25 Jul Your future home: how we’ll be living tomorrow
What does the future of your home look like? From technology to society, the triggers of change are diverse and rapidly accelerating. Director Emma Sant looks at some of the biggest trends that will reshape the way we live in the future.
The connected home
With devices talking to each other and the home learning your routines, smaller administration tasks will be completed without the need for human intervention. The lights in the home will come on at set times, the heating will be ambient, the fridge will replenish itself. Machines will run the household and if left on their default settings will order products they have been programmed to order, creating opportunities for better machine manufacturer partnerships. Changing behaviour will become harder than ever before, because humans will no longer be engaged in the decision making.
People will look to create new environments to escape the businesses of everyday, be it through augmented reality, or through tailoring the look, feel, and smell of their rooms dependent on their mood and time of the day. Sometimes this will be purely about pleasure. But there will also be a substantial positive impact on mental wellbeing as a result (therefore having the potential to link to brand purpose and a much higher order benefits). How can products help to amplify this new desire to escape and cocoon?
Family units will be different, with blended and multigenerational families all living under one roof. Budgets will be shared non-conventionally, and spaces will be reconfigured. And because the combined senior and geriatric population will reach 2.1 billion by 2050 – the house and its functions will need to incorporate new features that assist an ageing population in different ways.
An outcome-focused society
People will place value on outcomes over processes. They will expect food to arrive ready prepared, clothes will be sent out and returned clean and pressed, and life admin will be taken care of for you. In the same way that domestic innovation in the 1950s helped to fuel increased female workplace participation, this new wave of advances (along with things like driverless cars) will create new pockets of ‘free time’ when more human potential can be unleashed.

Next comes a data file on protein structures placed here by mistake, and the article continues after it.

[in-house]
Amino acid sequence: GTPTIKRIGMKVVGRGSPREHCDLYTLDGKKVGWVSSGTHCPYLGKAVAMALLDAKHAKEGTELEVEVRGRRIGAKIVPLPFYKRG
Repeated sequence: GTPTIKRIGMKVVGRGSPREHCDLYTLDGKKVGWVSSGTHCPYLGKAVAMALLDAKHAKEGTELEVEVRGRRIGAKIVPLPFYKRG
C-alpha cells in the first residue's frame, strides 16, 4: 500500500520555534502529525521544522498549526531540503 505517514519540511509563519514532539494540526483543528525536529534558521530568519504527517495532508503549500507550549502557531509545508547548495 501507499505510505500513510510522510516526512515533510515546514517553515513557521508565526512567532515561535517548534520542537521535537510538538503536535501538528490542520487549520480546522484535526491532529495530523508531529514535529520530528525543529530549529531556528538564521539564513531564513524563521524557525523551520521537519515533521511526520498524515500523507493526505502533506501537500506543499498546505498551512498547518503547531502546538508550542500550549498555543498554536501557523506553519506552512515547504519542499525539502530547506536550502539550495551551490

Fluid & communal living
With more pressure put on housing in urban settings, communal spaces will become increasingly important. Washing areas and kitchens may be shared. Social spaces to talk, meet or experience virtual worlds will also be shared. And private spaces will be about sleeping and washing. In developed markets we are already seeing this happen with the rise of companies like WeWork which have taken what was once a very private sphere (office space) and turned it into a totally flexible series of shared spaces. With Generation Rent struggling to afford a house, we’ll see new models in home purchasing – with ‘shared’ ownership potentially having a role as well.
With the evolution surfaces and materials that clean themselves, consumers will have more time for work or leisure. For many brands that play in the cleaning space, this will mean re-defining the category they play in. It may mean they are forced to be service providers versus product providers. This will throw up a host of new questions for them they’ve never had to deal with before (e.g. if I move from being a cleaning spray to a cleaning service – I suddenly need to employ cleaners, and provide them a living wage, etc.).
With the fear of devices mastering humans, certain tribes will go completely native, wanting to detox from digital control and have more autonomy and ownership of their environment and destiny.
If you’d like to talk more about how the changing home will impact your consumers and your brand, contact email@example.com.